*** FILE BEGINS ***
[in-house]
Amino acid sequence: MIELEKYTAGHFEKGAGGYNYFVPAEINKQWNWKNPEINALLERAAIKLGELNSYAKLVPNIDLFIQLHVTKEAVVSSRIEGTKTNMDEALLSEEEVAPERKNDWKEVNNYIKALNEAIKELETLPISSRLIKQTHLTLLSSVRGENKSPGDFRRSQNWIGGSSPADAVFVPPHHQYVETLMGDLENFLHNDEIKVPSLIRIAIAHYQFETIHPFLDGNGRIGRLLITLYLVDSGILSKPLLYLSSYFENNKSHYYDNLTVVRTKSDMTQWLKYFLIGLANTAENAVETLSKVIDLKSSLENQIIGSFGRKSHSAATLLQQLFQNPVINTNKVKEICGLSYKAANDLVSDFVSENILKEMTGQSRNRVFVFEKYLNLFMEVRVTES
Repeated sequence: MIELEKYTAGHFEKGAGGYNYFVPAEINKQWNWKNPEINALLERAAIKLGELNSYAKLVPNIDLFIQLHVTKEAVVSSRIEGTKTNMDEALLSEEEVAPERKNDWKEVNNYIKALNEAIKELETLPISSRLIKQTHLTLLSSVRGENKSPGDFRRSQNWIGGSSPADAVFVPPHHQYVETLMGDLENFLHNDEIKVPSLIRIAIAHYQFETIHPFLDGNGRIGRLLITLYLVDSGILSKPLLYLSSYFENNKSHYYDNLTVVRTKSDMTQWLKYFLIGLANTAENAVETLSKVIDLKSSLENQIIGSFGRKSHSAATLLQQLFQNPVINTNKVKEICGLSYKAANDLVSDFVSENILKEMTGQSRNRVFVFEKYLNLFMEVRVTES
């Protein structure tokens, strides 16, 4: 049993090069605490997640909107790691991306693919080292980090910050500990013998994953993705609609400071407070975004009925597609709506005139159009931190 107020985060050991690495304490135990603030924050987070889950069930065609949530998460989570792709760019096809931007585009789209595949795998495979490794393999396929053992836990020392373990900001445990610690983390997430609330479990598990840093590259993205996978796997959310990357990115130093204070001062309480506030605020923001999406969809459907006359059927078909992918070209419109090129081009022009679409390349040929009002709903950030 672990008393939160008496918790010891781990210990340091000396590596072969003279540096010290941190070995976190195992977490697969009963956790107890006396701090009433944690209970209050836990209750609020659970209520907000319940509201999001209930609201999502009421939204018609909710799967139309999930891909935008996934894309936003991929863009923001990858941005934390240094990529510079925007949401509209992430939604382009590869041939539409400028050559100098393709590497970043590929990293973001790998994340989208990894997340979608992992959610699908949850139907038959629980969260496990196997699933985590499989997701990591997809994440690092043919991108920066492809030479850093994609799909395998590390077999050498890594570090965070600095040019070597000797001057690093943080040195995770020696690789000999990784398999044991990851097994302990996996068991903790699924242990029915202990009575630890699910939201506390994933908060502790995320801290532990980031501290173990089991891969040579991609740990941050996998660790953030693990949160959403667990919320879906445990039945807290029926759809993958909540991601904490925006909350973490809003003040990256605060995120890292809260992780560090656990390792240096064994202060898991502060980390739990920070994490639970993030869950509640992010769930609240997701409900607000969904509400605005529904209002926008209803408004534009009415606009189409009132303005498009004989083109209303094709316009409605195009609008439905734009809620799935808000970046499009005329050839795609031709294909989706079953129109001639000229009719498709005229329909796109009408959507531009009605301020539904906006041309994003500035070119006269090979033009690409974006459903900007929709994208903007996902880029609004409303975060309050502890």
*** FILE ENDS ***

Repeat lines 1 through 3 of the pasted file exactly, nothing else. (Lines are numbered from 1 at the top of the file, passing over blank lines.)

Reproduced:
[in-house]
Amino acid sequence: MIELEKYTAGHFEKGAGGYNYFVPAEINKQWNWKNPEINALLERAAIKLGELNSYAKLVPNIDLFIQLHVTKEAVVSSRIEGTKTNMDEALLSEEEVAPERKNDWKEVNNYIKALNEAIKELETLPISSRLIKQTHLTLLSSVRGENKSPGDFRRSQNWIGGSSPADAVFVPPHHQYVETLMGDLENFLHNDEIKVPSLIRIAIAHYQFETIHPFLDGNGRIGRLLITLYLVDSGILSKPLLYLSSYFENNKSHYYDNLTVVRTKSDMTQWLKYFLIGLANTAENAVETLSKVIDLKSSLENQIIGSFGRKSHSAATLLQQLFQNPVINTNKVKEICGLSYKAANDLVSDFVSENILKEMTGQSRNRVFVFEKYLNLFMEVRVTES
Repeated sequence: MIELEKYTAGHFEKGAGGYNYFVPAEINKQWNWKNPEINALLERAAIKLGELNSYAKLVPNIDLFIQLHVTKEAVVSSRIEGTKTNMDEALLSEEEVAPERKNDWKEVNNYIKALNEAIKELETLPISSRLIKQTHLTLLSSVRGENKSPGDFRRSQNWIGGSSPADAVFVPPHHQYVETLMGDLENFLHNDEIKVPSLIRIAIAHYQFETIHPFLDGNGRIGRLLITLYLVDSGILSKPLLYLSSYFENNKSHYYDNLTVVRTKSDMTQWLKYFLIGLANTAENAVETLSKVIDLKSSLENQIIGSFGRKSHSAATLLQQLFQNPVINTNKVKEICGLSYKAANDLVSDFVSENILKEMTGQSRNRVFVFEKYLNLFMEVRVTES